The 21-year-old Bangladeshi man who was living in Jamaica when he was arrested in an alleged plot to blow up the New York Federal Reserve Bank has been formally charged in Brooklyn federal court.
A grand jury indicted Quazi Mohammad Rezwanul Ahsan Nafis on one count each of attempting to use a weapon of mass destruction and attempting to provide material support to the foreign terrorist organization al-Qaeda, according to court documents unsealed last week.
Nafis was arrested Oct. 17 after he parked a van full of what he thought to be explosives outside the Federal Building on Liberty Street and then went to a nearby hotel where he repeatedly tried to detonate the phony bomb, according to the FBI.
The young man came to the country in January on a student visa and attended classes at Southeast Missouri State University through July, when he was placed on academic suspension and had his records transferred to an institution in Brooklyn.
At some point in July Nafis was living in New York City when he contacted an FBI source whom he tried to recruit in a plot to wage “jihad” against the Untied States, according to authorities.
In July Nafis, the FBI source and a third unnamed person began communicating through Facebook about the legality of carrying out jihad under Islamic law, court documents show.
The FBI said Nafis’ co-conspirator had been arrested by federal authorities on non-terrorism-related felony charges.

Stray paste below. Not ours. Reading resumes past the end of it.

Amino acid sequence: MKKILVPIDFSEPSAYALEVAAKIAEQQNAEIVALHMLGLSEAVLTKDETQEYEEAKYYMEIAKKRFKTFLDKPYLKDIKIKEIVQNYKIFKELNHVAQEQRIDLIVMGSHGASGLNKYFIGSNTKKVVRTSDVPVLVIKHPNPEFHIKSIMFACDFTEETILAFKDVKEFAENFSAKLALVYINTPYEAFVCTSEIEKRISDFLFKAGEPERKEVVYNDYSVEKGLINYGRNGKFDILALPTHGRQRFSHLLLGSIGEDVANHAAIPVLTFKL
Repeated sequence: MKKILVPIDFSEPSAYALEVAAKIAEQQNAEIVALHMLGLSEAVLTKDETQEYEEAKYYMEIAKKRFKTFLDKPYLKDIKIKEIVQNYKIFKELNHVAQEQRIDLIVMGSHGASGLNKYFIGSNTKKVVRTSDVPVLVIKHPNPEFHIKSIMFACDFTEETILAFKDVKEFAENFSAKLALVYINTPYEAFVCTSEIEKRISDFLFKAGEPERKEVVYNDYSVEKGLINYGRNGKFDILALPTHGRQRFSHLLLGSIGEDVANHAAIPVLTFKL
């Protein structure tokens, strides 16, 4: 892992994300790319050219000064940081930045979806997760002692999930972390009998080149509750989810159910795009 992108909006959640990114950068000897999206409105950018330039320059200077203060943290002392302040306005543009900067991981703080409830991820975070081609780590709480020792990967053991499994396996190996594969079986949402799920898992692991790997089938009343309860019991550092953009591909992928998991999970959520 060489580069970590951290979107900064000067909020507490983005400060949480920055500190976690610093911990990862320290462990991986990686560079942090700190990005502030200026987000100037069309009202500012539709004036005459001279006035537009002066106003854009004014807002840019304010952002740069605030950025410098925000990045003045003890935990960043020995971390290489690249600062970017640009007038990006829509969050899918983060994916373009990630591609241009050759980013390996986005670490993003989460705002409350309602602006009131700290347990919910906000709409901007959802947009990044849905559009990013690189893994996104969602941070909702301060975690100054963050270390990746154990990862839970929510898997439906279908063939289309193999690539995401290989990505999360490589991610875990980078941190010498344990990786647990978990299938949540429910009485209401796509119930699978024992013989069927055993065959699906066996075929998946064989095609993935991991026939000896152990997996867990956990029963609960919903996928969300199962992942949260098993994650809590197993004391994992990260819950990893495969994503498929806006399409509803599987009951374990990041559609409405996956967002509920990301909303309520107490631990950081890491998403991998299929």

The New York Times identified the man as Howard Willie Carter II, who was arrested in San Diego on child pornography charges the day after Nafis was taken into custody.
It was not clear if Nafis ever had legitimate contact with al-Qaeda, but in mid-July he told the FBI source he intended to return to Bangladesh to train with the terrorist group.
That was when the source put Nafis in contact with an FBI agent who was posing as an al-Qaeda operative.
Nafis told the agent he wanted “to do something that brothers coming after us can be inspired by us,” according to the court documents.
“What I really mean, is that I don’t want something that’s like, small. I just want something big. Something very big. Very very very very big, that will shake the whole country, that will make America, not one step ahead, change of policy, and make one step ahead, for the Muslims ... that will make us one step closer to run the whole world,” he is quoted as saying in a court document.
Nafis met with the agent several times at a hotel in Queens, where he requested an explosive device that could be used on possible targets such as the New York Stock Exchange and a high-ranking U.S. government official, court documents revealed.
The FBI agent provided Nafis with 2,000 pounds of fake explosives, which the NYPD let him drive into downtown Manhattan without interference, according to authorities.
Reach reporter Rich Bockmann by e-mail at email@example.com or by phone at 718-260-4574.
©2012 Community News Group
By submitting this comment, you agree to the following terms:
You agree that you, and not TimesLedger.com or its affiliates, are fully responsible for the content that you post. You agree not to post any abusive, obscene, vulgar, slanderous, hateful, threatening or sexually-oriented material or any material that may violate applicable law; doing so may lead to the removal of your post and to your being permanently banned from posting to the site. You grant to TimesLedger.com the royalty-free, irrevocable, perpetual and fully sublicensable license to use, reproduce, modify, adapt, publish, translate, create derivative works from, distribute, perform and display such content in whole or in part world-wide and to incorporate it in other works in any form, media or technology now known or later developed.